Jon, you just validated an idea I had for new learning institutions…
Every one should dedicate themselves to lifelong learning. That includes society itself.
Whether it’s just the ability to stay curious and open minded or the very real ability to increase neuroplasticity and fight against degenerative mental diseases, being dedidicated to learning is indeed an amazing thing!
Unfortunatley, as you stated, schools do a terrible job at creating life long learners. Whether by the broken method of teaching or the graduate and ‘finish school’ mentality, people are institutionally instilled with the idea that learning is only something you do when you’re young, and only because you have to.
This needs to change. And I believe better, revolutionary institutions will create this scalable change.
Though I do seriously question the very use and value of institutions that centralize information and access to that information… I must admit that the power of communal learning and being immersed in an environment of other learners and teachers is incredibly potent.
But it is with this love of life learning and personal experience of autodidactism that I have been ruminating over a concept of a new k-life school.
An institution literally for life learners.
The earlier (st)ages would be to teach the fundamentals: reading, writing, arithmetic, and speaking multiple languages.
Then, the next stage would be to introduce people (primarily teens) to the vast breath of fields and subjects to find what they are most interested in diving deeper.
Next, they focus on learning as much as they can in that area, chiefly from people in that field, closely followed by doing large-scale (collaborative) projects to contribute to that field.
At this point, many people will likely have careers. The focus would thus now be learning how to be curious in fields even outside ones normal area and then contributing to that using what you learned from your first field of study.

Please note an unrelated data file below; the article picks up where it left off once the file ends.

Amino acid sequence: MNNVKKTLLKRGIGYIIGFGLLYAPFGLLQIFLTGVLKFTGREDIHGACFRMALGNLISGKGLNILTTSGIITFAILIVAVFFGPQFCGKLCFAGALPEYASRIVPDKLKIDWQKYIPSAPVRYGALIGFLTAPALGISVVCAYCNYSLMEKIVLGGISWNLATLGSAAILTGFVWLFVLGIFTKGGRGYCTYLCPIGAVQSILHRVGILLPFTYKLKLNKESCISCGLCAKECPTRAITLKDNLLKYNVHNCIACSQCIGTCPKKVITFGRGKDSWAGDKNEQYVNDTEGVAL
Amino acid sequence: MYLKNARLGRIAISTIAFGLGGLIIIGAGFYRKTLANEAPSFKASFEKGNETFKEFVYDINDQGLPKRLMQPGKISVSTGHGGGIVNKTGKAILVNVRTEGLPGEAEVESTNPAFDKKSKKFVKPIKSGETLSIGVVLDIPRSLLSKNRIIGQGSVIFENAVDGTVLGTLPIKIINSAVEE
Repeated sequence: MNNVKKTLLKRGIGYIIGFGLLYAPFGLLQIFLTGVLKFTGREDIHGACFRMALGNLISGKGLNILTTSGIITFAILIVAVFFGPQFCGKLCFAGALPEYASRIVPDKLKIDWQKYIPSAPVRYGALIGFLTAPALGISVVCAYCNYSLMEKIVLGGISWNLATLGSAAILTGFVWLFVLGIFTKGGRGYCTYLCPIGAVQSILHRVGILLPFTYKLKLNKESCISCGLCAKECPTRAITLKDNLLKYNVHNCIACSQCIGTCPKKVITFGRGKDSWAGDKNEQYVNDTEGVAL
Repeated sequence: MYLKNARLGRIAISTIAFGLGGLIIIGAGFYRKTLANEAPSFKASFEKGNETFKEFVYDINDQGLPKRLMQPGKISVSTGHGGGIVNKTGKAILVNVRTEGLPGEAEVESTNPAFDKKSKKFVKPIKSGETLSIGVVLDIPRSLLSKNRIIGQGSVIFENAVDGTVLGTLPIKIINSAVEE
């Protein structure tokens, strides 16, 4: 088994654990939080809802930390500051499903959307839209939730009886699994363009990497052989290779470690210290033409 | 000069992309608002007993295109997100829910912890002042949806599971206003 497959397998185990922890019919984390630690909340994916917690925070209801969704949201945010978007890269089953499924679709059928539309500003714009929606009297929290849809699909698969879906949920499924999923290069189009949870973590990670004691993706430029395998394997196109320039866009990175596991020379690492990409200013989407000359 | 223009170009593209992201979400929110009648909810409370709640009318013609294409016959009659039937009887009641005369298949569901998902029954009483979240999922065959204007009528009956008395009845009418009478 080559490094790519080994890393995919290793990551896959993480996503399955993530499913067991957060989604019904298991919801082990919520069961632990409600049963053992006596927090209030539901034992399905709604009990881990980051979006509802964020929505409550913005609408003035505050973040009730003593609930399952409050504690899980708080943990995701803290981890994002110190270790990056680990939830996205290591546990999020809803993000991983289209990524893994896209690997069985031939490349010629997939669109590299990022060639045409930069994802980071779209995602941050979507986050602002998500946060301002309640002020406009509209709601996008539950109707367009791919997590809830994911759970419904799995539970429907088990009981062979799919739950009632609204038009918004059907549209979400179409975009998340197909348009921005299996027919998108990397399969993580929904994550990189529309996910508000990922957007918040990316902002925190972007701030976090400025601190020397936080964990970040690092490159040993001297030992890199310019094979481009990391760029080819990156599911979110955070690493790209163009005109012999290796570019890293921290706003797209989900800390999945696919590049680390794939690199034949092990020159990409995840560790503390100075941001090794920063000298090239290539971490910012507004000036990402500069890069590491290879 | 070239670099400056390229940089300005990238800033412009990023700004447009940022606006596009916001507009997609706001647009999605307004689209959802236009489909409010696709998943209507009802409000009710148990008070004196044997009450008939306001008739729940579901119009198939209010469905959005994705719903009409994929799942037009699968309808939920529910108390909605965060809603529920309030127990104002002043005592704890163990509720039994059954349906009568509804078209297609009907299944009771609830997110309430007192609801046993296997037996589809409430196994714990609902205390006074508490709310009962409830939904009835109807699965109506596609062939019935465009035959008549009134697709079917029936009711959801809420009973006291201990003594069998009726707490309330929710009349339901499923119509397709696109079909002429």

Once you have mastered the skill of transferring skills to other subjects and careers, you will be tasked with primarily teaching as many people as possible what you have learned, what you may be wrong about, and what you will learn.
After teaching comes learning from those very same students to work on (their) projects as they contribute to or even overturn your body of work or just the industry in general.
To keep people from becoming dulled and closeminded ‘experts’, this stage may likely focus on figuring how to disrupt, revoltionize, or otherwise make your own earlier work outdated, if it hasn’t happened already. This is especially done by combining fields of knowledge that either would not usually coincide or that you have not yet studied.
As one’s life comes to an end, you will start all over… learning the fundamentals of this new world you helped create…
Of course, at each stage, learning is less about rote memorization and more about deep dives into storytelling. Classrooms are centered around discussions, meaningful (or just fun) projects, and teaching others what you just learned. At each step of the way, interdisciplinary fusions will be a norm, especially with the arts, and practical skills will be paramount.
Each institution in and of itself will be town centers where anyone and everyone can come, in person or even virtually. There will be parks of books, nature, technology, art, sports, and commerce woven into the structures.
These areas will be a safe haven for ideas and almost like an interactive mall of knowledge where people can easily trade and peruse all manner of information and even produce works as they learn it right on campus.
Education is about drawing out the greatness in people. It’s about time our institutions reflect this by drawing out the greatness in society.
Be dedicated to lifelong learning.